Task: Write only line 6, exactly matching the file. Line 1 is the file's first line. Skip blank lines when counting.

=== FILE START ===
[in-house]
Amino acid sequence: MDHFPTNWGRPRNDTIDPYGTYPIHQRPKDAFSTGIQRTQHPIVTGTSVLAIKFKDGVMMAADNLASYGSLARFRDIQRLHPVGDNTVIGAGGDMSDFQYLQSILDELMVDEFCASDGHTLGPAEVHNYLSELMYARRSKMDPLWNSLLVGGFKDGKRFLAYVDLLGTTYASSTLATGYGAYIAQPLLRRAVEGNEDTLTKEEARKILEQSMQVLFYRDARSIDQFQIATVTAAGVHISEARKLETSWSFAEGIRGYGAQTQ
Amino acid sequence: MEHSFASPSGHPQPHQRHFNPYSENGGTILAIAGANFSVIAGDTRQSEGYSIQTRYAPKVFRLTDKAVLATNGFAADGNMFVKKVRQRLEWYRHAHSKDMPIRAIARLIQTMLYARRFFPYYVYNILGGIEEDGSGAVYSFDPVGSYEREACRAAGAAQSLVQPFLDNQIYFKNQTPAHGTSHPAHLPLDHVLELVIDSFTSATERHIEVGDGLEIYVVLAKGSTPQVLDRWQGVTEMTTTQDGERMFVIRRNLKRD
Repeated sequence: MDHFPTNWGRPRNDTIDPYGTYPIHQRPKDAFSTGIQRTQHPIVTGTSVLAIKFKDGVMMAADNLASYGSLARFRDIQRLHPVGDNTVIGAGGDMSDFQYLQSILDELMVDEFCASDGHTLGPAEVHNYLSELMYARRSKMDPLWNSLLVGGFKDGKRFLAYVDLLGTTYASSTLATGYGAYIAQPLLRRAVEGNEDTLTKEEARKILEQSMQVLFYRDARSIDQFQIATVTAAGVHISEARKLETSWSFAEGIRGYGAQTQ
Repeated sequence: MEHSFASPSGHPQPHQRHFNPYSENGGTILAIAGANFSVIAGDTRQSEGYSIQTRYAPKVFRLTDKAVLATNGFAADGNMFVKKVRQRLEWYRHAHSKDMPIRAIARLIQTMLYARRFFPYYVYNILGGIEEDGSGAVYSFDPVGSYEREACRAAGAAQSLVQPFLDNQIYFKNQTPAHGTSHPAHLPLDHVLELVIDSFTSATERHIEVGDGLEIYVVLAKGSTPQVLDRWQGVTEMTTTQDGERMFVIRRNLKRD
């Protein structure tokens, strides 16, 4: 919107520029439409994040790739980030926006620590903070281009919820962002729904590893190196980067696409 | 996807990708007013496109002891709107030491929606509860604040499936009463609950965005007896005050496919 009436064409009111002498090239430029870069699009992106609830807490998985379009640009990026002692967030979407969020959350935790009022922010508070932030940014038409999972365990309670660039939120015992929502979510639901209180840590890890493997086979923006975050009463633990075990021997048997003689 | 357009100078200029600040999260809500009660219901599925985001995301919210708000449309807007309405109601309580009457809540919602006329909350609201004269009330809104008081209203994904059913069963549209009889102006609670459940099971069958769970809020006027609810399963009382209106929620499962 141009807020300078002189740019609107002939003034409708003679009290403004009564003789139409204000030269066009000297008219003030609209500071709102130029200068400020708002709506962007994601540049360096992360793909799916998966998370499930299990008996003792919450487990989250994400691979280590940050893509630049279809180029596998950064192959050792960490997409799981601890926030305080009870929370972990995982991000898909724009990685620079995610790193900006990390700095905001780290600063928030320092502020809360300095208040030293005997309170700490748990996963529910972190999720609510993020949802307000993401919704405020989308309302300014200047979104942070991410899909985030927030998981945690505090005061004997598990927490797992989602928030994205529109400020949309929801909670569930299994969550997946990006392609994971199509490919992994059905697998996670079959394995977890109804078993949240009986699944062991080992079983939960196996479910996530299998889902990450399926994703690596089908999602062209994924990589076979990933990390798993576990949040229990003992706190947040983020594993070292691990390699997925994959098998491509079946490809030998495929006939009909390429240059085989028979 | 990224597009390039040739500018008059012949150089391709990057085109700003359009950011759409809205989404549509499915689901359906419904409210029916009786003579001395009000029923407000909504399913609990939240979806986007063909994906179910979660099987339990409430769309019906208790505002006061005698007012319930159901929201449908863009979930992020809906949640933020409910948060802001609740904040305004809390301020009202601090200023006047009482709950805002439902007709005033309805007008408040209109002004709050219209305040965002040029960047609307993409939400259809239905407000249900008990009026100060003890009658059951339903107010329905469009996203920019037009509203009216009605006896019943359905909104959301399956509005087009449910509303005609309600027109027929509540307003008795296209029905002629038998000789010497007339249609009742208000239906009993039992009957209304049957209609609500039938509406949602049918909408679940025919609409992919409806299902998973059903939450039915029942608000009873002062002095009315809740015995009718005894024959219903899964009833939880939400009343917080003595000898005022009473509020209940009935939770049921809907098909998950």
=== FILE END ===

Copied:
């Protein structure tokens, strides 16, 4: 919107520029439409994040790739980030926006620590903070281009919820962002729904590893190196980067696409 | 996807990708007013496109002891709107030491929606509860604040499936009463609950965005007896005050496919 009436064409009111002498090239430029870069699009992106609830807490998985379009640009990026002692967030979407969020959350935790009022922010508070932030940014038409999972365990309670660039939120015992929502979510639901209180840590890890493997086979923006975050009463633990075990021997048997003689 | 357009100078200029600040999260809500009660219901599925985001995301919210708000449309807007309405109601309580009457809540919602006329909350609201004269009330809104008081209203994904059913069963549209009889102006609670459940099971069958769970809020006027609810399963009382209106929620499962 141009807020300078002189740019609107002939003034409708003679009290403004009564003789139409204000030269066009000297008219003030609209500071709102130029200068400020708002709506962007994601540049360096992360793909799916998966998370499930299990008996003792919450487990989250994400691979280590940050893509630049279809180029596998950064192959050792960490997409799981601890926030305080009870929370972990995982991000898909724009990685620079995610790193900006990390700095905001780290600063928030320092502020809360300095208040030293005997309170700490748990996963529910972190999720609510993020949802307000993401919704405020989308309302300014200047979104942070991410899909985030927030998981945690505090005061004997598990927490797992989602928030994205529109400020949309929801909670569930299994969550997946990006392609994971199509490919992994059905697998996670079959394995977890109804078993949240009986699944062991080992079983939960196996479910996530299998889902990450399926994703690596089908999602062209994924990589076979990933990390798993576990949040229990003992706190947040983020594993070292691990390699997925994959098998491509079946490809030998495929006939009909390429240059085989028979 | 990224597009390039040739500018008059012949150089391709990057085109700003359009950011759409809205989404549509499915689901359906419904409210029916009786003579001395009000029923407000909504399913609990939240979806986007063909994906179910979660099987339990409430769309019906208790505002006061005698007012319930159901929201449908863009979930992020809906949640933020409910948060802001609740904040305004809390301020009202601090200023006047009482709950805002439902007709005033309805007008408040209109002004709050219209305040965002040029960047609307993409939400259809239905407000249900008990009026100060003890009658059951339903107010329905469009996203920019037009509203009216009605006896019943359905909104959301399956509005087009449910509303005609309600027109027929509540307003008795296209029905002629038998000789010497007339249609009742208000239906009993039992009957209304049957209609609500039938509406949602049918909408679940025919609409992919409806299902998973059903939450039915029942608000009873002062002095009315809740015995009718005894024959219903899964009833939880939400009343917080003595000898005022009473509020209940009935939770049921809907098909998950």